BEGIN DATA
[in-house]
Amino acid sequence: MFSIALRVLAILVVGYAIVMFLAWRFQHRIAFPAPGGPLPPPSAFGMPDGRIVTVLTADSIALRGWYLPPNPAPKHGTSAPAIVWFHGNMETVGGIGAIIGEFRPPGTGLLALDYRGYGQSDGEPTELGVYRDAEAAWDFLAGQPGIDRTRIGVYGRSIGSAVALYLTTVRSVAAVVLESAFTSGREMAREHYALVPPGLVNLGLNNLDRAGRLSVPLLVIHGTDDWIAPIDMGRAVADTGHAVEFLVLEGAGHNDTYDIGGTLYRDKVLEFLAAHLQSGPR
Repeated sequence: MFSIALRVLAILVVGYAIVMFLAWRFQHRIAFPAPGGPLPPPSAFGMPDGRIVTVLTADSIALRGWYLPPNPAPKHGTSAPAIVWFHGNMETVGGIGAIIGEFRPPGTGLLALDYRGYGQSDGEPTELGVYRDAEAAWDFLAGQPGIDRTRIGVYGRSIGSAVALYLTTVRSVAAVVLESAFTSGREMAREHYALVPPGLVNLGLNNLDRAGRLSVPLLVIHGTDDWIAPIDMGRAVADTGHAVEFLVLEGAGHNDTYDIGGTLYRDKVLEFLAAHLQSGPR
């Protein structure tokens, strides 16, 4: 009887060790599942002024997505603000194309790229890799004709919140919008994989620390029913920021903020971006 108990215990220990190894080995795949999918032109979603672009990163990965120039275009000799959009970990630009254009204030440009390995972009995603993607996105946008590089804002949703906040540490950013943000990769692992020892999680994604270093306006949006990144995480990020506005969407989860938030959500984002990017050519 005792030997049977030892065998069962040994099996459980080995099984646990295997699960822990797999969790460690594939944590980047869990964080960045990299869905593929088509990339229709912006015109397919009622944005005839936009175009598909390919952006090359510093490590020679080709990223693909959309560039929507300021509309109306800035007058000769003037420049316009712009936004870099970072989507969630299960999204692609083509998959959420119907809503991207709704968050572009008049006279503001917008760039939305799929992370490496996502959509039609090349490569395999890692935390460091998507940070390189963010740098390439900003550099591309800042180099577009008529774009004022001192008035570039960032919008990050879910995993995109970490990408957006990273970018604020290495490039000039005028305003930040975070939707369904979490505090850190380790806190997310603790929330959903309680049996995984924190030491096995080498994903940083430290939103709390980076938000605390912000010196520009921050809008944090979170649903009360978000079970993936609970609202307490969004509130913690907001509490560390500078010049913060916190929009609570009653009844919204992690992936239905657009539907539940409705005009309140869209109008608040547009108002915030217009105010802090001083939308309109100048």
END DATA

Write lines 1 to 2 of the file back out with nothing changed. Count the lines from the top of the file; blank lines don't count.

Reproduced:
[in-house]
Amino acid sequence: MFSIALRVLAILVVGYAIVMFLAWRFQHRIAFPAPGGPLPPPSAFGMPDGRIVTVLTADSIALRGWYLPPNPAPKHGTSAPAIVWFHGNMETVGGIGAIIGEFRPPGTGLLALDYRGYGQSDGEPTELGVYRDAEAAWDFLAGQPGIDRTRIGVYGRSIGSAVALYLTTVRSVAAVVLESAFTSGREMAREHYALVPPGLVNLGLNNLDRAGRLSVPLLVIHGTDDWIAPIDMGRAVADTGHAVEFLVLEGAGHNDTYDIGGTLYRDKVLEFLAAHLQSGPR